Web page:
Association Between Asthma-Related Emergency Department Visits and Pollen Concentration in the Bronx, 2001-2008

Sayantani B. Sindher, MD, Sunit Jariwala, MD, Gabriele De Vos, MD, Jennifer Toh, Anna Tavdi, BA, David L. Rosenstreich, MD, FAAAAI



To examine the relationship between asthma-related emergency department visits (AREDV) and the effect of pollen and mold concentrations in a high asthma prevalence area, Bronx, NY.


The numbers of daily adult and pediatric AREDV from 2001-2008 were obtained from two Bronx hospitals (Montefiore-Moses and Montefiore-Weiler). AREDV data were acquired through the Clinical Looking Glass data analysis software, which allowed a retrospective search of asthma-related patients by ICD-9 code. Daily counts for tree, grass and weed pollen along with mold (fungal spore) from 3/2001 to 10/2008 were obtained from the Armonk counting station located in close proximity to the Bronx.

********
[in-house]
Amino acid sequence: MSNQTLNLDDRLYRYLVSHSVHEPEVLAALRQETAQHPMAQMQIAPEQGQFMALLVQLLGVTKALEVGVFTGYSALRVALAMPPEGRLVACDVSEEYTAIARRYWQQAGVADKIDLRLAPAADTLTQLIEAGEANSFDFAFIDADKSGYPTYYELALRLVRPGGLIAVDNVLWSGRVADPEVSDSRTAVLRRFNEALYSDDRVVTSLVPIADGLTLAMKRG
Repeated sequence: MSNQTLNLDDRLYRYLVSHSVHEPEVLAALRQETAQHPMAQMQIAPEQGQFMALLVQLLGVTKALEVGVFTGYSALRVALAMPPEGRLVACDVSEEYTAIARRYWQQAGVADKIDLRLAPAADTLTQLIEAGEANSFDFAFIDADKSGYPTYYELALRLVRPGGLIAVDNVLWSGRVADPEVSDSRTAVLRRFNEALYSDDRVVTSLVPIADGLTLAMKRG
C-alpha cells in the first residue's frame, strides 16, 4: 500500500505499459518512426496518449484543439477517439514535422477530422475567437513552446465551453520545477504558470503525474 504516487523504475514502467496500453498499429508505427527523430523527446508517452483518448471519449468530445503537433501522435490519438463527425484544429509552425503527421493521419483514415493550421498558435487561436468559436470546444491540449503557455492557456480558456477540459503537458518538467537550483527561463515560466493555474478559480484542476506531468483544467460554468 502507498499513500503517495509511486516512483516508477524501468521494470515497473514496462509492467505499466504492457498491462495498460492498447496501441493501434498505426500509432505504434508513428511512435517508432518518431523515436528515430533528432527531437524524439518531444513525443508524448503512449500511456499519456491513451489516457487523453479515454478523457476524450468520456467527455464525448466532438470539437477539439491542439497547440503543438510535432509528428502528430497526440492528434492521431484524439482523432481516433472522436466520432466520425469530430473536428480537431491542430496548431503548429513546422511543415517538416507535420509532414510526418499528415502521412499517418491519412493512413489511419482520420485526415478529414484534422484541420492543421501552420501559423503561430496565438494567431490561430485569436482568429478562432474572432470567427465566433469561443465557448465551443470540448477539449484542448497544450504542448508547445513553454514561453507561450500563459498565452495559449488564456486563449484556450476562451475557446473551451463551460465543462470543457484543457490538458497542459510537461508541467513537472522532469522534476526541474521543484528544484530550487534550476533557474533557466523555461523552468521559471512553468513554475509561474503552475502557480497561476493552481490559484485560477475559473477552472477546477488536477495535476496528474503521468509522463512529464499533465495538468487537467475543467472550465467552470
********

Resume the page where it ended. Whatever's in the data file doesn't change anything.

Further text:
From 2001-2008, there were a total of 42,065 AREDV. In a prior analysis, a large spring increase in AREDV significantly correlated with high tree pollen counts. When the weed, grass and tree pollen data was combined, there was a significant positive correlation between AREDV and total pollen counts (rho=0.3, p<0.001). An average of a 50% increase in AREDV was found (from mean 10.4 +/- SD 6.1 to 15.8 +/- SD 8.1) if pollen counts exceeded 100 grains/mm3 (p<0.001).


Our data demonstrates a significant positive correlation between AREDV and total pollen counts in the Bronx. This may have prognostic value in anticipating increased asthma exacerbations. Early warning of pollen peaks based on ongoing surveillance could potentially guide clinical practice and minimize asthma-related emergency department visits in the Bronx.

abstract No: 

    • AAAAI 2013 (69th)